Bridget asks him if he killed Sally. Danny breaks down and admits it was an accident. He rattles off how he was never happy with Sally like he is with her. She was too strong and he was insecure, and when she lost her ring he grabbed her arm and she fell. But she was everything to him and he would give anything to take back that moment. Bridget seems to be quite sympathetic, and as Sally watches in horror, she gives him a comforting hug. "It was an accident," she says.

Bridget later shows up at the apartment and just walks in with no one home (but Sally). Bridget lets her know that she's sorry how she died, and she misses her. But this is the last time she'll talk to her. And if she comes to her again or haunts them, she won't acknowledge her anymore. Accept that it didn't happen the way she thinks it did, and maybe she'll move on. With that tough love, Bridget walks out.

Aidan comes home to get the update from Sally. Then Josh arrives, and sits down with them, saying nothing.

A hearse drives through the country to a farm and Marcus emerges to tell a woman he has news from Boston. He's brought to the barn, and told to wait for two hours until sundown. So he sits there in front of a barn full of human shaped cocoons hanging upside-down from the rafters. Can't be good.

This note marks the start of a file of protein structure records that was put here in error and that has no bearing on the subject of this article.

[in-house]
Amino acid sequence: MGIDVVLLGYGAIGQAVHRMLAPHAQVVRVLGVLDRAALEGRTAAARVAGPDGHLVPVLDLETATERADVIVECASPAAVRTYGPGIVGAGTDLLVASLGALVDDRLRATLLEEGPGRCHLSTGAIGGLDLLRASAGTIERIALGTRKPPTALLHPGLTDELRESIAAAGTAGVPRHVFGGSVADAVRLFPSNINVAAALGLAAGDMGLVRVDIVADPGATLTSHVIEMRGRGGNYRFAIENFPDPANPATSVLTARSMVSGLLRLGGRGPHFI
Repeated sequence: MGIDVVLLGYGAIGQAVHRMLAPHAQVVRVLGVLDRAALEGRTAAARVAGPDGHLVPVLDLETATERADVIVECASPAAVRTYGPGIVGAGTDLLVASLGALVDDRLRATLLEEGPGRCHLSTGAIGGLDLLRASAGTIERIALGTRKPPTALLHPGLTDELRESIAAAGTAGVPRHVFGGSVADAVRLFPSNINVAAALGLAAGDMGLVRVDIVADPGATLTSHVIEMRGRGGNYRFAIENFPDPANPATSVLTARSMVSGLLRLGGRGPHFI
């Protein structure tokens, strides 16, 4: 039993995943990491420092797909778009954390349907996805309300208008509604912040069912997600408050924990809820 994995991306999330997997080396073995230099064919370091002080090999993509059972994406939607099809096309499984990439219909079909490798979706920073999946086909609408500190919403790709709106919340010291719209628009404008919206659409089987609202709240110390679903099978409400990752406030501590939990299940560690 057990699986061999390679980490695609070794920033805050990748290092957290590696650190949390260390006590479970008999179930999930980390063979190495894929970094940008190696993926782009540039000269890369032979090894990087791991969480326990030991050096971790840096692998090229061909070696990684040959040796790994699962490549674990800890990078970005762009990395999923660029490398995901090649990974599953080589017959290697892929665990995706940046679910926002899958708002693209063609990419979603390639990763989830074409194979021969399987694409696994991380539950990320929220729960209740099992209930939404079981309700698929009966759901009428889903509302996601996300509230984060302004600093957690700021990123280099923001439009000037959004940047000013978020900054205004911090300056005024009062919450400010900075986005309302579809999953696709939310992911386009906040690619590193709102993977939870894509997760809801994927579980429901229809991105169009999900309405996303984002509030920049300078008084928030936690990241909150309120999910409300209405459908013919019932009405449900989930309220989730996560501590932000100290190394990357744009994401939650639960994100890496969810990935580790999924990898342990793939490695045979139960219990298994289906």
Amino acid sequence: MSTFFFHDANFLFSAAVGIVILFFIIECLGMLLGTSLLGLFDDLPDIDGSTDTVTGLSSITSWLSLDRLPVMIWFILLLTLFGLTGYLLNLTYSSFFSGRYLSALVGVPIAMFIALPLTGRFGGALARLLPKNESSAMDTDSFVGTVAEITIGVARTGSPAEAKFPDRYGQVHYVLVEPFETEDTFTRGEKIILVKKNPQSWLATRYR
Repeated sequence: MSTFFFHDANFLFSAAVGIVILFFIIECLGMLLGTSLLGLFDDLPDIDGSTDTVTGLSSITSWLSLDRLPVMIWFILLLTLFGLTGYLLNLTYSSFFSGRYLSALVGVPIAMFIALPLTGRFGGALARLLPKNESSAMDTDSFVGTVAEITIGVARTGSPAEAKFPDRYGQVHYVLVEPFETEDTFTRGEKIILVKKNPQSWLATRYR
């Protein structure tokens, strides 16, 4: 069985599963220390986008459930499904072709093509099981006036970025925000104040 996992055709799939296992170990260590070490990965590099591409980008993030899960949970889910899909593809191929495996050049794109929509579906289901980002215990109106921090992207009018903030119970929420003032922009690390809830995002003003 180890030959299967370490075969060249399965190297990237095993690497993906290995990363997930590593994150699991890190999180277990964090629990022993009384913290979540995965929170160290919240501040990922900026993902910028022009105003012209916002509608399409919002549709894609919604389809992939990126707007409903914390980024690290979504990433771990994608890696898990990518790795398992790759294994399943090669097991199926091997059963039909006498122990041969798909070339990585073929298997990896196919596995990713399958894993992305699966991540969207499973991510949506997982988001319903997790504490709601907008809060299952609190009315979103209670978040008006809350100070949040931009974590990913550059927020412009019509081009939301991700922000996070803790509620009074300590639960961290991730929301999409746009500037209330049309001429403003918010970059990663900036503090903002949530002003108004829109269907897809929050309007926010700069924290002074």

The Verdict:
Trimming the storylines to two vastly improved the pacing this week. Hopefully Sally's storyline gets out of the Danny/Bridget malaise and she can get in the swing of things with Josh and Aidan. She needs to participate in the household rather than being the most annoying house guest ever.

Why exactly did Aidan show up at the folks' house? He wasn't aware that Emily had taken the journal until Josh told him, so that leaves me wondering what he was thinking, given he wouldn't know that Josh's parents were assuming he was crazy. But he marches in prepared to fix things. I guess we're just to assume he was anticipating Marcus' attack.

Aidan's advice for Josh to abandon his family again seemed to fly in the face of his previous suggestions about trying to keep a normal lifestyle, including sending him back with his sister and inviting her in the house in the first place. Why the change? Perhaps he should just stop offering up free advice, given what he told Sally wasn't exactly productive, either.

Are these new cocooned vampires (I presume) elders that can usurp Bishop's authority? And why wait until sunset, unless they're a special breed that can't survive in the daylight? The whole vampire plot is simmering in the background each week, this time with a host of new faces at Bishop's lair, implying a lot of planning behind the scenes sure to explode at some point.

A few more quibbles this week—I'm resolved to the fact that in the Being Human world, everyday people can brush off experiences with the supernatural will little trauma. After having his house trashed, and Bridget possessed, the two of them treat it like a mouse problem. We'll just ignore it. Alrighty.

Apparently Josh and Aidan have no problem with landlord Danny (and murderer!) walking in and out of their house at will. And now Bridget seems to have a key, as well. Considering there's werewolf journals and vampire snuff films floating around the house, you'd think they'd exercise a few precautions.